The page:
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October 27, 2017 7:50 pm

Avoiding a Blue Christmas

Sunday, December 11, 2016 @ 2:29 PM

Prince George, B.C. –  As  folks rush  around to  attend parties,  visit friends ,  get the shopping done and face the many other pressures of the holidays,  some may find it difficult  to meet the high expectations of the season.“Holiday Blues”  are not  uncommon  at this time of the year  says  Maureen Davis, Executive Director of the Prince George Branch of the Canadian Mental Health Association “It’s easy to feel overwhelmed during this season, with additional responsibilities, changes in schedules and extra stress of expenses and demands on our time.  For anyone who suffered the loss of  a loved one, this season can intensify their feelings of grief and lost.”

There are ways to  get through it all  says  Davis ” The key is to keep things simple, pick and choose those offers of events, set a budget and keep to it, have realistic expectations of the holidays and most importantly, remember to make your mental wellness a priority.”

Davis offers  the  following tips  to  help  folks  achieve  Holiday Peace of Mind:

Plan ahead. If you’re entertaining, use the “keep it simple” strategy. Try menus you can make ahead of time or at least partially prepare and freeze. Then you can really relax and enjoy visiting friends, relatives and coworkers.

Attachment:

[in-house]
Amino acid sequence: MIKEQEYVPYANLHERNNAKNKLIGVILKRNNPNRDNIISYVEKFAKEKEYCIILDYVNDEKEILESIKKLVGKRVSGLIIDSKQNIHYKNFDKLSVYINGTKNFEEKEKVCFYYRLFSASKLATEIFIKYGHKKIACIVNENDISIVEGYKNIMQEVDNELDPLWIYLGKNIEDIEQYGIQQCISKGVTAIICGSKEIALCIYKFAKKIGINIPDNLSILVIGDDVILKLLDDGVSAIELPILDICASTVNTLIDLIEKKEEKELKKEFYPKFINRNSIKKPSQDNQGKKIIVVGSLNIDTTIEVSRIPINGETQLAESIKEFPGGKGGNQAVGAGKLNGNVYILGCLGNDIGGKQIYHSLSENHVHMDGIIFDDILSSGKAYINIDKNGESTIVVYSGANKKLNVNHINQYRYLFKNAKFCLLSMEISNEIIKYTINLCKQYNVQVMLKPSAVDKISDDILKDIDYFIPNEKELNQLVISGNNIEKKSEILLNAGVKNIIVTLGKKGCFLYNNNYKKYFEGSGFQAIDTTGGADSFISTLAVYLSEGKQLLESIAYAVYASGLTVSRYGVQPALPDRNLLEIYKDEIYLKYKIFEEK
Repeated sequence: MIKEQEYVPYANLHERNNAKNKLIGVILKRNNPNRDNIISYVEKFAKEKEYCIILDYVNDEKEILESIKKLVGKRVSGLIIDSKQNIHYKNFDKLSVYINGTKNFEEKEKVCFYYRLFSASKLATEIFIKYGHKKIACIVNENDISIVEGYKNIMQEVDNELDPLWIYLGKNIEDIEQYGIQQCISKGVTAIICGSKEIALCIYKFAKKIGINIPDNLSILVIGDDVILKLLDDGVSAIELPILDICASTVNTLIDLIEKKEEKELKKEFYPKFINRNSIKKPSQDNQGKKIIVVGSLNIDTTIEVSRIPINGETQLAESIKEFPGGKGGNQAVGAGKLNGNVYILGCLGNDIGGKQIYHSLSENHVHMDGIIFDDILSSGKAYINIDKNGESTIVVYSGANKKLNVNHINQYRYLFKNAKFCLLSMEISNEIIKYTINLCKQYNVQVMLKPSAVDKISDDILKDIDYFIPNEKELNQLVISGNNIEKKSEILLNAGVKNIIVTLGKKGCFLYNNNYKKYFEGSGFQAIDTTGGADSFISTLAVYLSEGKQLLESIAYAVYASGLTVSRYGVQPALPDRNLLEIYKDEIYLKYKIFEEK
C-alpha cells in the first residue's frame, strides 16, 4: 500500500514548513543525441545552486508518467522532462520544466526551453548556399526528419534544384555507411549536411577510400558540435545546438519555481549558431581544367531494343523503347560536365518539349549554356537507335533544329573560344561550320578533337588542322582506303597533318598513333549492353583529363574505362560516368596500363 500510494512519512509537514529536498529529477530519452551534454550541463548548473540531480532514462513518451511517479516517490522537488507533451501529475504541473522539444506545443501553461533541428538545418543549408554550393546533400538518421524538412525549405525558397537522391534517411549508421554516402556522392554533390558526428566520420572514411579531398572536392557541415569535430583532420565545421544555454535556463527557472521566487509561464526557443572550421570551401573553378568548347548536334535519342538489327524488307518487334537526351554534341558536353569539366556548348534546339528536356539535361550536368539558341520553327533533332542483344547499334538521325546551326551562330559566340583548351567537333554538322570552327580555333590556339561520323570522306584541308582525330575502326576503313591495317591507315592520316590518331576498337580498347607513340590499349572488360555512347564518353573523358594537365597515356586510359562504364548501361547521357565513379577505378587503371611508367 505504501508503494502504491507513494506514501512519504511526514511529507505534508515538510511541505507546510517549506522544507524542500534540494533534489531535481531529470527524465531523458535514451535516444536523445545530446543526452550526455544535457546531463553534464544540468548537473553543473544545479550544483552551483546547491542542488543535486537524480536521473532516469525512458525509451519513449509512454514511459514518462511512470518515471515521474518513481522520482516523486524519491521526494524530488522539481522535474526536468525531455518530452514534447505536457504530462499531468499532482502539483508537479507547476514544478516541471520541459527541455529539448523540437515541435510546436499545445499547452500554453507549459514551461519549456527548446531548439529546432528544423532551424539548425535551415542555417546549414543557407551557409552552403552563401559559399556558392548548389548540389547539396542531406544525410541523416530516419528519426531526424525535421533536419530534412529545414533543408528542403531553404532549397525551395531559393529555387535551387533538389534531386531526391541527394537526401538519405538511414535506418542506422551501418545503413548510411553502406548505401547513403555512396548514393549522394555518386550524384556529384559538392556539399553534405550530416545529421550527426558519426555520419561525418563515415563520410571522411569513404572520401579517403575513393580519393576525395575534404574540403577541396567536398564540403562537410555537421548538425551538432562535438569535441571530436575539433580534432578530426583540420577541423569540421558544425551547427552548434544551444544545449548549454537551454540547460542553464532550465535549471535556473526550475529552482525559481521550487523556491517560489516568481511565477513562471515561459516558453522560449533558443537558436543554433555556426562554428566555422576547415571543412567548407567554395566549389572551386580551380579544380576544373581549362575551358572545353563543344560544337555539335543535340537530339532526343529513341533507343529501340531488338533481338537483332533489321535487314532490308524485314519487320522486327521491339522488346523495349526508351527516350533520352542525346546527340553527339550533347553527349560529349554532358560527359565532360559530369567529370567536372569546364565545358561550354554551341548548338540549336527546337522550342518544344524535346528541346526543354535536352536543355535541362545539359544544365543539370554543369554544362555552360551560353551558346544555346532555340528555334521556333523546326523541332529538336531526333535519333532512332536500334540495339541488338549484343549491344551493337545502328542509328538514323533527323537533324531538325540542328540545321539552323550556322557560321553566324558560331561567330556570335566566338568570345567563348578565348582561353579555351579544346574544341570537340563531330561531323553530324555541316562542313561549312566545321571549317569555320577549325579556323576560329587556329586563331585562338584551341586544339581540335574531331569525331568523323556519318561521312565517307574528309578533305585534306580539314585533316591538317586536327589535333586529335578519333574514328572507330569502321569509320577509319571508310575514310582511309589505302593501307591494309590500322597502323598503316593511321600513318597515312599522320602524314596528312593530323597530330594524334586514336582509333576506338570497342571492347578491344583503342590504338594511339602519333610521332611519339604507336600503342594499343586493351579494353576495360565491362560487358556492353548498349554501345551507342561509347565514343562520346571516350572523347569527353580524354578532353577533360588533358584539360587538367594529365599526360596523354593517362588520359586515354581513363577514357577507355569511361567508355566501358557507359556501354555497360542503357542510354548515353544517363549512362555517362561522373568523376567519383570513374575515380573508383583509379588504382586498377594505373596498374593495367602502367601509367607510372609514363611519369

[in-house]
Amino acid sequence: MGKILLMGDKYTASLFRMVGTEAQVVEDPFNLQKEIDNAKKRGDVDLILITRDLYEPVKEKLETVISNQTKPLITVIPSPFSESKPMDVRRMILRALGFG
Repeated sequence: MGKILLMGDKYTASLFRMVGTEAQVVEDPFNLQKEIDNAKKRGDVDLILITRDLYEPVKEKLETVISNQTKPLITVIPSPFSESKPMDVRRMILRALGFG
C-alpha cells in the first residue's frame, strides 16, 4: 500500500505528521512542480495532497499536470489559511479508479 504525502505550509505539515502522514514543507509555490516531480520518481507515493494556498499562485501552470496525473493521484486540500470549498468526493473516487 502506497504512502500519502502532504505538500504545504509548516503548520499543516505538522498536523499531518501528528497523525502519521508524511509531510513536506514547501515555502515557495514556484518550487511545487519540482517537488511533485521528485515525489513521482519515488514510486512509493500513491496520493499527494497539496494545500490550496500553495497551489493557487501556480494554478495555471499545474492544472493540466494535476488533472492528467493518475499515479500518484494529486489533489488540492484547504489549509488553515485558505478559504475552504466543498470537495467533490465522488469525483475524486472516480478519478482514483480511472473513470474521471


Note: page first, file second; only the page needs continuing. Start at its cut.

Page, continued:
As much as possible, organize and delegate. Make a list and check it twice. Rather than one person cooking the whole family meal, invite guests to bring a dish. Kids can help with gift-wrapping, decorating, baking, or addressing or decorating cards.

Beware of overindulgence. Having a few too many glasses of egg nog can dampen your holiday spirit; alcohol can lift your mood but then drop you lower than before. Also, too many sweets will probably make you feel lethargic, tired. Eat well. Exercise regularly. Get a good night’s sleep. These are three ways to battle stress, winter blues, and even colds.

Stay within budget. Finances are huge source of stress for many people. Try to eliminate the unnecessary . A call, a visit or a note to tell someone how important they are to you can be as touching as and more meaningful than a gift.

Remember what the holiday season is about for you. Make that your priority. This season is really about sharing, loving and time spent with family and loved ones. Develop your own meaningful family traditions that don’t have to cost a lot of money.

Invite others. If you have few family or friends, reach out to neighbours. Find ways to spend the holidays with other people. If you’re part of a family gathering, invite someone you know is alone to your gathering.

Connect with your community. Attend diverse cultural events with family and friends. Help out at a local food bank or another community organization. Give to a charity

Remember the weather doesn’t help. Some people get the winter blahs each year, and a much smaller number (2-3%) develop seasonal affective disorder (SAD). Paying attention to nutrition, exercise and sleep and being careful with alcohol are also important if you have a history of depression. If your low mood carries on into the New Year and starts to affect your daily life, you should see your family doctor.



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